Pigs notch animal cruelty win at US Supreme Court

·1-min read
Animal rights activists protesting outside the US Supreme Court
Animal rights activists protesting outside the US Supreme Court

The US Supreme Court on Thursday upheld a California animal cruelty law that bans the sale in America's most-populous state of pork from pigs raised in confined conditions.

Justice Neil Gorsuch, in the 5-4 majority opinion, said "companies that choose to sell products in various states must normally comply with the laws of those various states."

Pork producers who brought the legal challenge against the California law were asking the nation's highest court to impose "constitutional restrictions on the ability of states to regulate goods sold within their borders," Gorsuch said.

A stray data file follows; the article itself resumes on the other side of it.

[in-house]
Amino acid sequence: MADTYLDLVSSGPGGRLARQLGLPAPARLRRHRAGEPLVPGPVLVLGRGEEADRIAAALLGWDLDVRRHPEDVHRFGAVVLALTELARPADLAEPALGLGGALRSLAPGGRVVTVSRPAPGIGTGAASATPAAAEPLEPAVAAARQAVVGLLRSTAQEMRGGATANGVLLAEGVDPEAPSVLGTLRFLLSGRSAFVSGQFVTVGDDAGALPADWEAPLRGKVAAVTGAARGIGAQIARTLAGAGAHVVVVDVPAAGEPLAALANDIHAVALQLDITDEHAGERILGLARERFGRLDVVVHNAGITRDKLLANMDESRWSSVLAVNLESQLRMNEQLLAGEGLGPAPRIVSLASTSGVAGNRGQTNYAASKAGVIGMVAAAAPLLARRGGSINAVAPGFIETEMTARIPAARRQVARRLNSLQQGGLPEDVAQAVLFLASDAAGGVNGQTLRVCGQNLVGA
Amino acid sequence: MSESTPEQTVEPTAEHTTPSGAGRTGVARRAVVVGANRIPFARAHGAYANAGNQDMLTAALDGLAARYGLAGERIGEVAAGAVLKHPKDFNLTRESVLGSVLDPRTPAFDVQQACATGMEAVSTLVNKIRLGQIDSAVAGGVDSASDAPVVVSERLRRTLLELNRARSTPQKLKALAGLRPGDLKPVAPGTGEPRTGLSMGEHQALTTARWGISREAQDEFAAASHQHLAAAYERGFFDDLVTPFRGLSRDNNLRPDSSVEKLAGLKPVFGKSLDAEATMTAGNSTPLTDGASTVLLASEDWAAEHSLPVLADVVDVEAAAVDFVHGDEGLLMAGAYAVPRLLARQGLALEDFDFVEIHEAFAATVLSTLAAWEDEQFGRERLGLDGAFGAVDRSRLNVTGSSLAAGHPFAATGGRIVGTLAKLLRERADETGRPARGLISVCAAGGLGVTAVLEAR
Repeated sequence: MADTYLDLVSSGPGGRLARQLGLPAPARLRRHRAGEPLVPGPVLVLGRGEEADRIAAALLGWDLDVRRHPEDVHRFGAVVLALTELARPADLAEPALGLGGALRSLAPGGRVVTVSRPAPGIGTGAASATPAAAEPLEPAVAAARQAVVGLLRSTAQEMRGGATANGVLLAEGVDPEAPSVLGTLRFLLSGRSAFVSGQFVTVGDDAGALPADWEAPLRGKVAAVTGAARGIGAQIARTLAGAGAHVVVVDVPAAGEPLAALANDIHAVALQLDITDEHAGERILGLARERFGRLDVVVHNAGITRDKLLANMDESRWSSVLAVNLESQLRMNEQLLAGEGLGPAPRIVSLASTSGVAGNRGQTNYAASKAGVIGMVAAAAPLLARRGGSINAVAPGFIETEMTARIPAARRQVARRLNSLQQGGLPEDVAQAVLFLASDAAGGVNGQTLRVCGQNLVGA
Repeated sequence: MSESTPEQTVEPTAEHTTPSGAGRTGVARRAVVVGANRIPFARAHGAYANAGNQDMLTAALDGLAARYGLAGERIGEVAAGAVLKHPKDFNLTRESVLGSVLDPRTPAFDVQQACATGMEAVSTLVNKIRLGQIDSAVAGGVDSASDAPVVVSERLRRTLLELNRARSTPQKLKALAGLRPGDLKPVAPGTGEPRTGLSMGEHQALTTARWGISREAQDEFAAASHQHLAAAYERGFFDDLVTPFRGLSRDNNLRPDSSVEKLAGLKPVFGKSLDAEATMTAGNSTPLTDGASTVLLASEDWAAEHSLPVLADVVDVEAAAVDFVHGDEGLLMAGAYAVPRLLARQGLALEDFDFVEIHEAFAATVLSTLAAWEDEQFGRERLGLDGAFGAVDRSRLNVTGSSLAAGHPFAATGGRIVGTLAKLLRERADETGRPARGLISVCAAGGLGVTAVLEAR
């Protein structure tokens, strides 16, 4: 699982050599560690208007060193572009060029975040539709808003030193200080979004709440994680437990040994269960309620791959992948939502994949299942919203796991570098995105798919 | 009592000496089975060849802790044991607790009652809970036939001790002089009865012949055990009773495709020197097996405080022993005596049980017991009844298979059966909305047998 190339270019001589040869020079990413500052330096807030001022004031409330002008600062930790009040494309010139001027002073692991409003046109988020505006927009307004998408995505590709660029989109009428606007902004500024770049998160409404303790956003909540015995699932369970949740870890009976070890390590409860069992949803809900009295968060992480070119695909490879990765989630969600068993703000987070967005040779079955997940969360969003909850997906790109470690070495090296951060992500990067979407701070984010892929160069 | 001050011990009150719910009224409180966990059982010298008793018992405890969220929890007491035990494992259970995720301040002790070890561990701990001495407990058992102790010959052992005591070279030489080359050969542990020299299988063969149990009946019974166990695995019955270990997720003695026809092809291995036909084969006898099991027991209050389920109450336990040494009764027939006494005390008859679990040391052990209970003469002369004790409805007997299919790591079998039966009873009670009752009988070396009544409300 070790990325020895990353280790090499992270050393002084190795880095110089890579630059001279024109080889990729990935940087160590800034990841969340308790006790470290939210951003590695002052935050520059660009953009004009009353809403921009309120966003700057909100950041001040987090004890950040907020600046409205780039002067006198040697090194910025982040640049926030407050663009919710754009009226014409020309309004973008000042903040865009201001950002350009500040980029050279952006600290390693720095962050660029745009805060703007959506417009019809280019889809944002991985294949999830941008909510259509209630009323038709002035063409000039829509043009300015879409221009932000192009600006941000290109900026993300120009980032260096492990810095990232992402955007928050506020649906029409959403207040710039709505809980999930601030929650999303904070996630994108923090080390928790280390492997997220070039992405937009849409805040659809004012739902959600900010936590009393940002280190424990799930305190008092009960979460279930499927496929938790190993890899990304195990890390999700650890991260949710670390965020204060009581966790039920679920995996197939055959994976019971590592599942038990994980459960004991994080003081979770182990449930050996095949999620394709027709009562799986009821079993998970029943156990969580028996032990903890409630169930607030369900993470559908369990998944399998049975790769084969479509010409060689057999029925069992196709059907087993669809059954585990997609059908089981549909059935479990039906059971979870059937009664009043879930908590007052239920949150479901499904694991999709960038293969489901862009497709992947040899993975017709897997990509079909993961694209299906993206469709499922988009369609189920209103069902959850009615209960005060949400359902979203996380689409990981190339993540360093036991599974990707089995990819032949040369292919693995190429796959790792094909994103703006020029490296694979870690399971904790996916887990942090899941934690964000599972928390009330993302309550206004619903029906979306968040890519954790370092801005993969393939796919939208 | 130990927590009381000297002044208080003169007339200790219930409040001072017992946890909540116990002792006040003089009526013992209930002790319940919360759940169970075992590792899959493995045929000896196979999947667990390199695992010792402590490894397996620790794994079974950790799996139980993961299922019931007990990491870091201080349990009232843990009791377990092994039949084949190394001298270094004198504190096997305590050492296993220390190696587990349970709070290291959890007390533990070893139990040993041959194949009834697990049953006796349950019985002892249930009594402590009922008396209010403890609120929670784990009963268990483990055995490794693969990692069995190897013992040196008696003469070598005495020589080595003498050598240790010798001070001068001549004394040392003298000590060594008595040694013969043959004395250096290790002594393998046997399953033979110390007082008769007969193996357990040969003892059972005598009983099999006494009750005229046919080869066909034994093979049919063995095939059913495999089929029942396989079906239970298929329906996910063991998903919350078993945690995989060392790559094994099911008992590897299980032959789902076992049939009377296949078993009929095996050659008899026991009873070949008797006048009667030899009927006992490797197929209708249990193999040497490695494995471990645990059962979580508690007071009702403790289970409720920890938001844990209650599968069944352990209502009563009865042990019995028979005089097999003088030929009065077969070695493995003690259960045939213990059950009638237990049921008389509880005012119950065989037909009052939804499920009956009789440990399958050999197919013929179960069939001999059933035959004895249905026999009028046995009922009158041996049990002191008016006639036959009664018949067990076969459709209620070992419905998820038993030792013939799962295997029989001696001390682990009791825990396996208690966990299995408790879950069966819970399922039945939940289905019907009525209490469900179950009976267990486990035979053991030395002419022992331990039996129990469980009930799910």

"We decline that invitation," he said. "While the Constitution addresses many weighty issues, the type of pork chops California merchants may sell is not on that list."

Californians passed an animal welfare measure, Proposition 12, in a referendum in 2018 that bans the sale of pork from pigs raised in overly confined pens.

The pork industry went to court accusing California -- which produces little of the pork it consumes -- of restricting interstate commerce and claiming that the state's animal welfare standards would raise ham and bacon prices for consumers.

After being rejected by state courts, the pork producers turned to the Supreme Court, which heard arguments in the case in October.